goodmorningpapua.com – Jek Opide (42), a person of Jayapura Regency, has changed his professions as a fruit seller for two weeks. The Papua National Sports Week (PON) XX which will take place from October 2-15, 2021, is an opportunity to gain rupiah from the presence of athletes, officials and spectators.
The man, who was previously a fisherman, used the sidewalk across from the Papua Governor’s Office to sell durian, matoa and breadfruit. The semi-permanent wood material is pushed back, close to the wall, so that the sidewalk can still be accessed comfortably by pedestrians. Here the fruit is sold at a relatively affordable price.
As an illustration, a 50 thousand rupiah note is enough to buy one durian, 1 kilogram of matoa or one whole breadfruit.
The nominal price of the fruit is also determined by the foresight of Jek and the buyer in estimating the price. The fruits are arranged in a group arrangement, in accordane with the bulkhead of the stall using used mild steel roof tiles. Only a few stocks of durian lined up on the sidewalk. One of the typical fruits is matoa which is packed in three burlap sacks, while there are only three breadfruit left that afternoon.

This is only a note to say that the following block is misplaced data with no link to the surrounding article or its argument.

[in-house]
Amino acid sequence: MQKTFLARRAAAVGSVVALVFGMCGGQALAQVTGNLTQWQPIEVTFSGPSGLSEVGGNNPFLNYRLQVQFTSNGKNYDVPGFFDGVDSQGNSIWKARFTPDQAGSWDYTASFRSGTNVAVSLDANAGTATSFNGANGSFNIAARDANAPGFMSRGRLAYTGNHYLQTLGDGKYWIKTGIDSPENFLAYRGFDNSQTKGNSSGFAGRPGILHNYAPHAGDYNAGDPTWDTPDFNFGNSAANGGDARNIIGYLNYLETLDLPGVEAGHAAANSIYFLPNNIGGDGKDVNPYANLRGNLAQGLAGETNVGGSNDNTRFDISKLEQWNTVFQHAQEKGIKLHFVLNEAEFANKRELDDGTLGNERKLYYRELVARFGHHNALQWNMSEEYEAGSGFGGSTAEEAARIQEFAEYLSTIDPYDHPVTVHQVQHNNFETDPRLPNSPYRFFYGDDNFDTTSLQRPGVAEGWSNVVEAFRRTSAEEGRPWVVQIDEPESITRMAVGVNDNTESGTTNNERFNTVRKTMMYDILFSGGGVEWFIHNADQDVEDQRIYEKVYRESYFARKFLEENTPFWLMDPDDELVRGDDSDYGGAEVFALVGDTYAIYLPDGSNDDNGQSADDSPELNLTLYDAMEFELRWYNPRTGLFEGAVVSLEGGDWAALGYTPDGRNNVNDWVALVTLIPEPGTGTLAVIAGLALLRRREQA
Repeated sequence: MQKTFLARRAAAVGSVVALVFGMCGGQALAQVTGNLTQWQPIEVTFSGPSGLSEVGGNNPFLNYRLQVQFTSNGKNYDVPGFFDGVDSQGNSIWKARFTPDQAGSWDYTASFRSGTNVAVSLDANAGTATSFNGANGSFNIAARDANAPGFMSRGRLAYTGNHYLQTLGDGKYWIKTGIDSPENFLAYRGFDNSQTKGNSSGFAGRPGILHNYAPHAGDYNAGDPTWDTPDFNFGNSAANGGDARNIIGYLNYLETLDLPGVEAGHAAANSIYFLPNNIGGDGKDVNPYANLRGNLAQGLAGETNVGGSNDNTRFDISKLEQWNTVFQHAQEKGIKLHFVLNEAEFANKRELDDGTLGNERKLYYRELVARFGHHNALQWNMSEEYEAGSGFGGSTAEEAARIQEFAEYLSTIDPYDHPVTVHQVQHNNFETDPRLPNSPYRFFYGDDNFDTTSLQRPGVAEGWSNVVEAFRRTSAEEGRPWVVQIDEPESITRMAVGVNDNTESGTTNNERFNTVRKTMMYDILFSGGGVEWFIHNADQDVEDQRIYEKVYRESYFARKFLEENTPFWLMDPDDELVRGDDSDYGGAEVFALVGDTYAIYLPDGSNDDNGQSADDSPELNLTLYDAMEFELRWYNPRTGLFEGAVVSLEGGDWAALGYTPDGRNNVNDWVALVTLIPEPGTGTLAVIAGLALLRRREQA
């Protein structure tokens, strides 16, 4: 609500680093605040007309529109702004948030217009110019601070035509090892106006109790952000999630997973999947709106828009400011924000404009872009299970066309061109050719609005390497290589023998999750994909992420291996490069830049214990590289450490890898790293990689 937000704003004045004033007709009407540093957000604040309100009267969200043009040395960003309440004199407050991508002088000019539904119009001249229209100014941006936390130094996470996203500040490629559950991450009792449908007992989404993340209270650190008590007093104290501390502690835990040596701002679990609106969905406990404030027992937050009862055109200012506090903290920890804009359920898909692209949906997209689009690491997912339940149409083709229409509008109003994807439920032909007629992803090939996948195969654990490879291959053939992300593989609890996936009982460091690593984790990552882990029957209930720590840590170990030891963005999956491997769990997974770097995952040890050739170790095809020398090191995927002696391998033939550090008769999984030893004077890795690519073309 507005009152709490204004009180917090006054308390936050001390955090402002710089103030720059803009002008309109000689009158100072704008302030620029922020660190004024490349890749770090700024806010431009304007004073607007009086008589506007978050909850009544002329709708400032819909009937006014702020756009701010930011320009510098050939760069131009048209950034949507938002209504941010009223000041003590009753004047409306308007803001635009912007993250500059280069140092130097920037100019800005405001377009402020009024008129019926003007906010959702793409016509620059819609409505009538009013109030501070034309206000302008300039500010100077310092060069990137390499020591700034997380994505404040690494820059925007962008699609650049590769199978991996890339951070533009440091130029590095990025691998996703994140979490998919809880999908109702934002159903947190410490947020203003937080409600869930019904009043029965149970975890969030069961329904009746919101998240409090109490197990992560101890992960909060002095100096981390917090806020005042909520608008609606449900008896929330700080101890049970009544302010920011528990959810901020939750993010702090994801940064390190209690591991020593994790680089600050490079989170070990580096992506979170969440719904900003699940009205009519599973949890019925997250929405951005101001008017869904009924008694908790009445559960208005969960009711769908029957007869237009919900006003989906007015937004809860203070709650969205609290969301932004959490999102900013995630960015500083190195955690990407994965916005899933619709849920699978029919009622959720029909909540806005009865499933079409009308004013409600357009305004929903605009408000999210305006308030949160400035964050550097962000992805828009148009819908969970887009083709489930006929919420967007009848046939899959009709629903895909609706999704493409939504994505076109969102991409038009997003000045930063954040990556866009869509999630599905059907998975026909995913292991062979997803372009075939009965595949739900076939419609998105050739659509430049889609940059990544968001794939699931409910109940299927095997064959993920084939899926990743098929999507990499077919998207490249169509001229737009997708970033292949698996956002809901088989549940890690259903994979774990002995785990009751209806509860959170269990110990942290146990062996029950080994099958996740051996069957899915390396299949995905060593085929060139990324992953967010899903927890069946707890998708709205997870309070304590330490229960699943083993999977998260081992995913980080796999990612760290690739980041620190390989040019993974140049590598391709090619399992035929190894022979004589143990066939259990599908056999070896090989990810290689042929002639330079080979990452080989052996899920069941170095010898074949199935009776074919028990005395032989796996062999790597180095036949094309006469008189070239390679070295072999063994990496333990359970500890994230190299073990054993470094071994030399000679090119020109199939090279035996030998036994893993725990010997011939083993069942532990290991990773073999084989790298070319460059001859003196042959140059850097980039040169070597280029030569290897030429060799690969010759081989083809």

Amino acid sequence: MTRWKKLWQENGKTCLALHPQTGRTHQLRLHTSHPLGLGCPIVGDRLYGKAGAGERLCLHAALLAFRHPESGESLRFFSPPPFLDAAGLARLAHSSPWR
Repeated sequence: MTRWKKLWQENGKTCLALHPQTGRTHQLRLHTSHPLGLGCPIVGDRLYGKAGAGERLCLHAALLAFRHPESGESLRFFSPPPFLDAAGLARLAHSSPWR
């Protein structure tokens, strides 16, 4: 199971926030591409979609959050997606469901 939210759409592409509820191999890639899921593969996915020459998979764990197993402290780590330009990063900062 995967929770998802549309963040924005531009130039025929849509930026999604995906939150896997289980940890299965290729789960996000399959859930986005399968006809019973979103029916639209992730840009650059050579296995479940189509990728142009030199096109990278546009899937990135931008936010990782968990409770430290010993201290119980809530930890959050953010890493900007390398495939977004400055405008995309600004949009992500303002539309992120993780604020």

At first glance, the durian flesh is thin, similar to the Medan durian type, but with a stronger aroma that pierces the nose. The combination of sweet, bitter and legit tastes so fused on the tongue. Matoa fruit has been less popular among people outside Papua, because of the characteristics of plants that tend to grow more fertile on Cenderawasih Earth.
The greenish red fruit, the size of a duku fruit, implies a sticky texture. The taste sensation is even more lively with a sweet tinge of longan and a slight aroma of durian. Jek does not trade alone, he is accompanied by Welmina (36) who also works as a fisherman. For them, switching to fruit trade is an option. Welmina said the profit from the selling price of the seasonal fruit reached 100 percent. For example, durian which is bought for Rp. 25 thousand per fruit from the market, is sold to buyers for Rp. 50 thousand.
The profit is relatively the same as the sale of marine fish, but it is an easier effort than that of catching fish.